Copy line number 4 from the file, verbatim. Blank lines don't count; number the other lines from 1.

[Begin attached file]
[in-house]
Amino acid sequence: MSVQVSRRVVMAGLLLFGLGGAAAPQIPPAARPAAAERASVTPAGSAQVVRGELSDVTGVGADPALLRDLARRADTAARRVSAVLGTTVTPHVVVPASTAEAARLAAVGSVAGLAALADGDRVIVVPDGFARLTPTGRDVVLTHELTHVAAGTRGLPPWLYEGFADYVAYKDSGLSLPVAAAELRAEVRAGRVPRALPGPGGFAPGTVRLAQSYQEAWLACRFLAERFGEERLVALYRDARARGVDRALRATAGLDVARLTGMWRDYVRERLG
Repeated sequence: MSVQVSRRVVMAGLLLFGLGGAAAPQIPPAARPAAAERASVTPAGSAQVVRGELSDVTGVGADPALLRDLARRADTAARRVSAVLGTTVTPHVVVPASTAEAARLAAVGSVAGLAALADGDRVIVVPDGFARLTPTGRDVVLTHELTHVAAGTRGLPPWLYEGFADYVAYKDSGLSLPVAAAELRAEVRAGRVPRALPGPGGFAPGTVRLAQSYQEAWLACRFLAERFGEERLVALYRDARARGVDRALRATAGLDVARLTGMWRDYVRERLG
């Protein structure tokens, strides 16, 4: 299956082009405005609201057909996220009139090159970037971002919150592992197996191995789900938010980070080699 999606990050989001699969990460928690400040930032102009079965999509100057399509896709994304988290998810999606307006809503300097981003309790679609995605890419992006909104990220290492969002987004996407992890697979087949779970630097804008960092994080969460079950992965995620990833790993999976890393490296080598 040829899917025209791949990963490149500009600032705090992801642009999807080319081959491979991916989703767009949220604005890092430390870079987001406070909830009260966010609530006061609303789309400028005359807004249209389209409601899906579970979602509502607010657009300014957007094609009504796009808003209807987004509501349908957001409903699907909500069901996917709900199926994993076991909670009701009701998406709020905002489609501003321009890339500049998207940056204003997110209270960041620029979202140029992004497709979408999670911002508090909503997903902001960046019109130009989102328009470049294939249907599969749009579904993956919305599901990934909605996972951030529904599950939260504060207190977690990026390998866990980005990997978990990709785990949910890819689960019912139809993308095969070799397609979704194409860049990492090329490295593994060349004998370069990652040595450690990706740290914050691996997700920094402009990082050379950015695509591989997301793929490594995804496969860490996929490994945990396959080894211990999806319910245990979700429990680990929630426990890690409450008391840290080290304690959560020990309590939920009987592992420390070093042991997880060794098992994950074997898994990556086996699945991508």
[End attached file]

């Protein structure tokens, strides 16, 4: 299956082009405005609201057909996220009139090159970037971002919150592992197996191995789900938010980070080699 999606990050989001699969990460928690400040930032102009079965999509100057399509896709994304988290998810999606307006809503300097981003309790679609995605890419992006909104990220290492969002987004996407992890697979087949779970630097804008960092994080969460079950992965995620990833790993999976890393490296080598 040829899917025209791949990963490149500009600032705090992801642009999807080319081959491979991916989703767009949220604005890092430390870079987001406070909830009260966010609530006061609303789309400028005359807004249209389209409601899906579970979602509502607010657009300014957007094609009504796009808003209807987004509501349908957001409903699907909500069901996917709900199926994993076991909670009701009701998406709020905002489609501003321009890339500049998207940056204003997110209270960041620029979202140029992004497709979408999670911002508090909503997903902001960046019109130009989102328009470049294939249907599969749009579904993956919305599901990934909605996972951030529904599950939260504060207190977690990026390998866990980005990997978990990709785990949910890819689960019912139809993308095969070799397609979704194409860049990492090329490295593994060349004998370069990652040595450690990706740290914050691996997700920094402009990082050379950015695509591989997301793929490594995804496969860490996929490994945990396959080894211990999806319910245990979700429990680990929630426990890690409450008391840290080290304690959560020990309590939920009987592992420390070093042991997880060794098992994950074997898994990556086996699945991508």